Sudden Infant Death Syndrome (SIDS) is the leading cause of death in babies under the age of 1. To help reduce the risk of SIDS, the American Academy of Pediatrics now recommends babies sleep in the same room as their parents for at least the first 6-months of life—but not in their parents’ bed.

Andrea Cline of Eugene is following that advice with her 1-month-old son, Noah. She first began worrying about SIDS when her oldest child, Hannah, was born.

“I would get up in the middle of the night, and I was so worried about her that I would touch her chest and make sure it was rising and falling,” Andrea says.

Registered nurse Bonnie Root often addresses sleep safety when making newborn house calls to families.

“The absolute safest position and place for a baby to be when they’re sleeping, every nap and every sleep, is on their back in their own sleep space—their own crib or bassinet,” Bonnie explains.

Never place a baby on a sofa, couch or cushioned chair. Not even if you are holding them and there’s a chance you might fall asleep.

“It’s pretty easy when you’re in that comfy recliner to fall asleep with the baby on your chest,” Dr. Pilar Bradshaw says. “The baby can slide down between you and the fluffy recliner arm. A couch and recliner are two of the most dangerous places that any parent sleeps with their baby.”

Despite all the baby products that are marketed for cribs, none of them are necessary—and may actually be dangerous.

“In the baby’s sleep space, there should only be the baby with a tight fitted sheet to the mattress,” Bonnie says. “No extra crib bumpers, mesh or otherwise, mobiles, stuffed animals or blankets. Definitely no toys because they can pose a suffocation or strangulation risk.”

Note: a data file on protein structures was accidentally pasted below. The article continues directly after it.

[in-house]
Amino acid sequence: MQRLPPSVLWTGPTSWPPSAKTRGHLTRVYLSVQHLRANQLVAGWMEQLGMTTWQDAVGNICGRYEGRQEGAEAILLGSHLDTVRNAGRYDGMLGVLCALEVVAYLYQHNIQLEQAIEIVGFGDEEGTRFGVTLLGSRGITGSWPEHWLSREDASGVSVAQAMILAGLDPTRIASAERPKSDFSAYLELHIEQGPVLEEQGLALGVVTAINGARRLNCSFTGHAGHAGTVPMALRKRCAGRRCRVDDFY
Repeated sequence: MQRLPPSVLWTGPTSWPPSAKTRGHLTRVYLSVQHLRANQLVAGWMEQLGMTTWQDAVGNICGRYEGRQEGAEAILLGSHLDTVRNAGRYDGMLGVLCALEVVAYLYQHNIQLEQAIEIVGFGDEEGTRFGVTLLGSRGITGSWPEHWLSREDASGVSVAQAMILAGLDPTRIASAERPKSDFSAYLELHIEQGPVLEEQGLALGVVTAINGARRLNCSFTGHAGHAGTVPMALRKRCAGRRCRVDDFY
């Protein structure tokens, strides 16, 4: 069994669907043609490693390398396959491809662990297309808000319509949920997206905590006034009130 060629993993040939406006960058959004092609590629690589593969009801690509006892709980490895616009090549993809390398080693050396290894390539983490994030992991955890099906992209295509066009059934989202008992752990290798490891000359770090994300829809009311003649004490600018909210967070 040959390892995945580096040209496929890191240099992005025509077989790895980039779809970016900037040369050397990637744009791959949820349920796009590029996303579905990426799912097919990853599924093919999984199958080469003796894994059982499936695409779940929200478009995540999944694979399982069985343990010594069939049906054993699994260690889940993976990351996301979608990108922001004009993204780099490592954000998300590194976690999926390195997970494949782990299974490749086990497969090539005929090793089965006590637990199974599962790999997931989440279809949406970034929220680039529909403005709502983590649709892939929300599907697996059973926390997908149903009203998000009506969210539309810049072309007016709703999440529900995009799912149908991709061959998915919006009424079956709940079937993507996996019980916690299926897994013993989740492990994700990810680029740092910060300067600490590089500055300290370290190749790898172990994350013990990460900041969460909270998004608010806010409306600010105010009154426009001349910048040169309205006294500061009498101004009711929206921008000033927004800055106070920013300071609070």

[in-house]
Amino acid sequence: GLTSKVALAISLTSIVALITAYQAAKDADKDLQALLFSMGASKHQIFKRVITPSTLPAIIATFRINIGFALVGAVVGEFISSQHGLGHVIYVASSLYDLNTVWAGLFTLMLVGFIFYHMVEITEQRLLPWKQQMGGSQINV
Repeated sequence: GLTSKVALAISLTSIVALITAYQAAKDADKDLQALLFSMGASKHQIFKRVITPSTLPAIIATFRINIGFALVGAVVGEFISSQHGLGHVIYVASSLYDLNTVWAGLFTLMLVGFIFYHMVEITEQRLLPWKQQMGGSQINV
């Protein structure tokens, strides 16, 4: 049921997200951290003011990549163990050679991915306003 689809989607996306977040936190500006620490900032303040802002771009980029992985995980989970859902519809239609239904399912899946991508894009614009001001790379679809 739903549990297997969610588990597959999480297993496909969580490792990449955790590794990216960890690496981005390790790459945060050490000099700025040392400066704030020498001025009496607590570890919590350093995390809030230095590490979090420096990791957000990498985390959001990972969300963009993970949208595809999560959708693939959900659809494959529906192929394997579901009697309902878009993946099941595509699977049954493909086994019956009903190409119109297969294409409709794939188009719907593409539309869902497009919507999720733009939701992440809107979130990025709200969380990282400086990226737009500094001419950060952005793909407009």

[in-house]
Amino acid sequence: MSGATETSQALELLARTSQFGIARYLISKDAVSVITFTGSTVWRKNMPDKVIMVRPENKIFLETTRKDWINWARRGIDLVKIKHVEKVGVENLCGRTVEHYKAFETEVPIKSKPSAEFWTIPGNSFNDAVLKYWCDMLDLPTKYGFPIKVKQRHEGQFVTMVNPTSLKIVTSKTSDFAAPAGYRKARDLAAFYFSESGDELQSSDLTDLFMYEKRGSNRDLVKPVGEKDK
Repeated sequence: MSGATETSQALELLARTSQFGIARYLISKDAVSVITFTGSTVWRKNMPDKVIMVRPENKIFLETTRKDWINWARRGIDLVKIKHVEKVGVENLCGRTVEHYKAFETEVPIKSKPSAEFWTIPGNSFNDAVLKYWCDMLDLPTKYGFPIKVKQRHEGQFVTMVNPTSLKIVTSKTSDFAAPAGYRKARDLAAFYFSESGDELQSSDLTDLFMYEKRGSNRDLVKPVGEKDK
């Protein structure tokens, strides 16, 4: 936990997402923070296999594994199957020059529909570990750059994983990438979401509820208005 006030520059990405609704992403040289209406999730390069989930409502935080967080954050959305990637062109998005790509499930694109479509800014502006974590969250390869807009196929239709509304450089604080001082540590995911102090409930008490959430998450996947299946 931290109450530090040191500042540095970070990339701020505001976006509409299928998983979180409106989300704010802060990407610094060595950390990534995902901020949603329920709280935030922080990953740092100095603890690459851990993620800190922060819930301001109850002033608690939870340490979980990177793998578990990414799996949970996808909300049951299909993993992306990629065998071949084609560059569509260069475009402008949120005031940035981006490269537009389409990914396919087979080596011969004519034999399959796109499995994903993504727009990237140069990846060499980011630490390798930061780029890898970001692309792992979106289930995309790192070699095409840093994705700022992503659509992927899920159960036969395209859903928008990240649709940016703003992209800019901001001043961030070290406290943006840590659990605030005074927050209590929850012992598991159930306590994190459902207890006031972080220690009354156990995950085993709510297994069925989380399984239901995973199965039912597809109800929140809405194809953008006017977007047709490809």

Parents may hesitate to wake a baby who’s fallen asleep in their car seat, but allowing your baby to sleep in that position for an extended period of time is unsafe.

“There have actually been studies done where they’ve put an oxygen monitor on the foot of the baby and after about two hours in a car seat, almost every baby’s oxygen level drops to something that we would consider to be hospitalizable,” Dr. Bradshaw says.

When traveling, be sure to make frequent stops and remove your baby from the car seat once every hour, if possible.

Additional tips for parents:

  • Do not smoke. Smoking has been linked to SIDS. A parent who quits smoking can reduce their baby’s risk of dying prematurely twelvefold.
  • Do not rely on products that are commercially marketed as a way to prevent SIDS, such as breathable mattresses or home monitors. There is no proof they work, and they may give parents a false sense of security.
  • Keep your baby’s room between 68-72 degrees for sleeping and don’t overdress your child.

“Regardless of season, you should dress your baby like you’d dress yourself plus one thin layer,” Bonnie says. “And it’s always safer for a baby to be on the slightly cooler end than too warm. Over-heating can be dangerous.”

While on the back is best for a baby to sleep, don’t neglect tummy time during the day. Babies need to spend time on their stomachs when awake and supervised to help develop shoulder muscles and head control, and to avoid the development of flat spots on the back of their heads.